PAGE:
William Low." Ebenezer Low's name occurs in the list of Irish Protestants
attainted by the Parliament of 1689. He was Major William Low's eldest son. He
maintained the hereditary opposition of his family to the Stuart dynasty. His
father and two uncles were soldiers in Cromwell's army, and Ebenezer Low was
killed at the battle of the Boyne, and interred apparently at Chapelizod. The Low
family, during the last century, intermarried with the Vignoles and Pilkingtons of
Westmeath. The Low family are now extinct, at least as landlords.
From Grand Juries of the County of Westmeath.
Low. Baracah, 1727 - Samuel 1727 to 1757, Ebenezer, 1736 to 1749, Nathaniel, 1757 to 1759, Ricahrd, 1759 to 1765, Samuel, 1792 to 1795. Newtown. (This may be Grand Jury members.)
The traditional account of the Low family is as follows - Ebenezer Low, the son of Henry, of New Brittany in France, brought from thence with him three sons, William, Ebenezer,and Geroge. They settled at Bewdly, in Worcestershire. The three sons went over to Ireland as volunteers with Strongbow, Earlo of Pembroke, in the year 1173. On the dividions of lands in Ireland amongst teh army, William obtained an estate near Dunboyne, Ebenezer another in the north, and George one in Munster. I apprehend tradition would have been more correct, had it been satisfied with sending the tree sons to Ireland with Cromwell instead of Strongbow. The settlement of the family of Low at Bewdly from France, as above given, may be correct, for we find George Low settled at Bewdly, in Worcestershire, whose son JOhn, was buried at St. Laruence's, Chapel Izod, in 1638, as appears by the following : - (I'm not copying it again.)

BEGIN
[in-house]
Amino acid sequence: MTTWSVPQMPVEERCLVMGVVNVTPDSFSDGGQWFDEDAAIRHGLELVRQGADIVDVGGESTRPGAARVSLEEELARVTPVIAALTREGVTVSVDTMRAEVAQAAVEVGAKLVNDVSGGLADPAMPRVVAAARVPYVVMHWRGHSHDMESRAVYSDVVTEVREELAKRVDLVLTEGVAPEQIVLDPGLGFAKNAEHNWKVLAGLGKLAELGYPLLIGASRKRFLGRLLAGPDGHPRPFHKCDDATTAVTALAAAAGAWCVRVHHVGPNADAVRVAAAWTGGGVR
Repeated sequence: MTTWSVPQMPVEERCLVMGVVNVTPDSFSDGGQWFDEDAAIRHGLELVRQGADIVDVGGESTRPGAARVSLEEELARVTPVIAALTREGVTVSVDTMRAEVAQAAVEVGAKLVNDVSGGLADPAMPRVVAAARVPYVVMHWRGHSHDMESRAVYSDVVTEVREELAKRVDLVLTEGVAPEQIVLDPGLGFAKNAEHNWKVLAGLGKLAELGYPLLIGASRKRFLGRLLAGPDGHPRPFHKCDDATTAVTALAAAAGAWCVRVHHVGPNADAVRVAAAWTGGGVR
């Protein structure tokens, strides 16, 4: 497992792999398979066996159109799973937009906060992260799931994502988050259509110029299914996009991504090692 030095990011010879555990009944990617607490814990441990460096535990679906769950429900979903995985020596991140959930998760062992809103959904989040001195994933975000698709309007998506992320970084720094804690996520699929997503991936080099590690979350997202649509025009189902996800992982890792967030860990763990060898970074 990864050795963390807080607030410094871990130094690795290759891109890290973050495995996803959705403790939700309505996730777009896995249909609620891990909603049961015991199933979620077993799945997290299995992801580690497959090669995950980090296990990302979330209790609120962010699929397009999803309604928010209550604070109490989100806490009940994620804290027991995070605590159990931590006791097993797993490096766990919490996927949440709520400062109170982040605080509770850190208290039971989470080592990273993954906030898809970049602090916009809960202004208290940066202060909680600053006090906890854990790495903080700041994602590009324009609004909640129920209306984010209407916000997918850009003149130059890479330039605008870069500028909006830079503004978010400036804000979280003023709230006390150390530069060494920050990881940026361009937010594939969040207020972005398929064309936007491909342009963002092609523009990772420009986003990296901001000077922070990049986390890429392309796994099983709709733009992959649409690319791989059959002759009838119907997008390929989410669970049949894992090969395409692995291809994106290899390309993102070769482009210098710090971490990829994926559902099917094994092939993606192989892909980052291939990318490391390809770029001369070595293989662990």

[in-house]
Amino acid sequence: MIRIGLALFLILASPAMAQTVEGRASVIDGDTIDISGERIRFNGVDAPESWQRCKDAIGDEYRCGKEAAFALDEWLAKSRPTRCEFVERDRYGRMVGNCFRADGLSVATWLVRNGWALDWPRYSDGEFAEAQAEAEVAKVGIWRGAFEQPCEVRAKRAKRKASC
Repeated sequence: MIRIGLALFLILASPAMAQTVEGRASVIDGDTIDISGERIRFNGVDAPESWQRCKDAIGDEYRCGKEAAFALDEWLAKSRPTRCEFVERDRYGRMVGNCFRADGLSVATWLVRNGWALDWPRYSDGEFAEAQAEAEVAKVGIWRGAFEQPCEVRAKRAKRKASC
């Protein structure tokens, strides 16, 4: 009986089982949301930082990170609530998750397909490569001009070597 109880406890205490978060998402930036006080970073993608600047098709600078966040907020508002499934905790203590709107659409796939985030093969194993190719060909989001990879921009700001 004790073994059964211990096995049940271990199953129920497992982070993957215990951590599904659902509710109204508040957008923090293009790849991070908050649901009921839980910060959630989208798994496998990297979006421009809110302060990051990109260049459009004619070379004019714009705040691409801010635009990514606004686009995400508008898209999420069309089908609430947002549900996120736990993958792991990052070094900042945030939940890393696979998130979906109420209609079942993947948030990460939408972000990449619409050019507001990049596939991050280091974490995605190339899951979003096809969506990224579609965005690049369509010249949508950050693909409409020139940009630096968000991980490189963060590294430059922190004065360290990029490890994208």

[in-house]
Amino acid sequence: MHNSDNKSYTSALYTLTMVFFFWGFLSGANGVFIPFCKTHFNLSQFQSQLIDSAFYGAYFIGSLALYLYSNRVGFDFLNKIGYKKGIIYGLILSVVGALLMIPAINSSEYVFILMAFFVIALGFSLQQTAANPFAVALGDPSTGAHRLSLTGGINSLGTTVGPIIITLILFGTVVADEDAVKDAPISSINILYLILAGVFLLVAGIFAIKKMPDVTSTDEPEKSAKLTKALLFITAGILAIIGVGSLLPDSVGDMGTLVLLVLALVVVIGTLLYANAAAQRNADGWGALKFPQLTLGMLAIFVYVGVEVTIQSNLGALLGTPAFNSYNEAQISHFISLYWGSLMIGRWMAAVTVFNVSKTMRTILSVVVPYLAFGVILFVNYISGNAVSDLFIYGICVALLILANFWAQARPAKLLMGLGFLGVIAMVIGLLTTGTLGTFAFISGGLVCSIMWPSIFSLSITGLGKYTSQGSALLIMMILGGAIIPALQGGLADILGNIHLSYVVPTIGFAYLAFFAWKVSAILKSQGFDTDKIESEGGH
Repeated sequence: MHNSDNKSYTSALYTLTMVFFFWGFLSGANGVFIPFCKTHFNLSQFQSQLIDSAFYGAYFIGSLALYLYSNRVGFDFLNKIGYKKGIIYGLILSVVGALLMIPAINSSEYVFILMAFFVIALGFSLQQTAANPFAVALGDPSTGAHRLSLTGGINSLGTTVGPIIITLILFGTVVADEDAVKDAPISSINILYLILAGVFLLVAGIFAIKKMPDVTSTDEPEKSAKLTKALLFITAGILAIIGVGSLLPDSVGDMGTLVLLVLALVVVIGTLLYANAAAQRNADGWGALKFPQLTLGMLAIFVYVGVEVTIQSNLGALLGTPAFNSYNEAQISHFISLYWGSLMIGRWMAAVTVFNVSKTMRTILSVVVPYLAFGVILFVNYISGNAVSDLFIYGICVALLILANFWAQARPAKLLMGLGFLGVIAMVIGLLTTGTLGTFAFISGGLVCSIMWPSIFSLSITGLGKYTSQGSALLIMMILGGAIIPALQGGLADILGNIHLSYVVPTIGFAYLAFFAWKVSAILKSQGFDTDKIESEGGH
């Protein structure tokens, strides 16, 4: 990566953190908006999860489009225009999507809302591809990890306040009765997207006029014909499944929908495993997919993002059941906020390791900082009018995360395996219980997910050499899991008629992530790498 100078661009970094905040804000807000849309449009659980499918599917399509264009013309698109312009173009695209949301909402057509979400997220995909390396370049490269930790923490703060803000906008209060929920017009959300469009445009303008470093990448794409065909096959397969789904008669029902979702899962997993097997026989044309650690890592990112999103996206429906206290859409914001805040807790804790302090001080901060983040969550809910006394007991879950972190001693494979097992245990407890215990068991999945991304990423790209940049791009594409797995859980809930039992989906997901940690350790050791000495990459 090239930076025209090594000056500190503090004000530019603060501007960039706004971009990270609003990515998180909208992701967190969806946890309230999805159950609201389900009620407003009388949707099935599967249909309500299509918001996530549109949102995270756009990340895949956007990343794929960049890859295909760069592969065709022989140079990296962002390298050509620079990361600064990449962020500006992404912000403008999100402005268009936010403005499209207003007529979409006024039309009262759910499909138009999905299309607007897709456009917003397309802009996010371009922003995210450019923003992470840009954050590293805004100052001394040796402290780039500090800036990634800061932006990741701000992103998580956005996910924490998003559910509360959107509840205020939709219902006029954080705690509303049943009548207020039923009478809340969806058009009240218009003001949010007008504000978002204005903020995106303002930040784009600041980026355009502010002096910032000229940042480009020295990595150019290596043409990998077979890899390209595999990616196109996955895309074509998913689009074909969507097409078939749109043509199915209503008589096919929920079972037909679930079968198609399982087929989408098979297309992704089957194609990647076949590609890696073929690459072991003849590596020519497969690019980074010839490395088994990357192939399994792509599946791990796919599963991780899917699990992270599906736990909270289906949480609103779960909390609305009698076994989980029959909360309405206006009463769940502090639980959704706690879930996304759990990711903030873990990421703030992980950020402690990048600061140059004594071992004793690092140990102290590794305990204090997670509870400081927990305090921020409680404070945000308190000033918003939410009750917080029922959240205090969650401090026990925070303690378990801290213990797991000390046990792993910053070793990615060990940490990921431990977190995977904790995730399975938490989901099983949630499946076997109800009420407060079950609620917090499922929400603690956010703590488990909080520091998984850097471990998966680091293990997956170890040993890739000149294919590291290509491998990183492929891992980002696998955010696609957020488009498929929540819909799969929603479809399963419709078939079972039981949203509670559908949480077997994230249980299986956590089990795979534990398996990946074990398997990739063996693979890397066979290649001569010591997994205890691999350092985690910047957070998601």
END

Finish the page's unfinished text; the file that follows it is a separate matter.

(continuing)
He ahd three sons, all of whom joined Cromwell's army.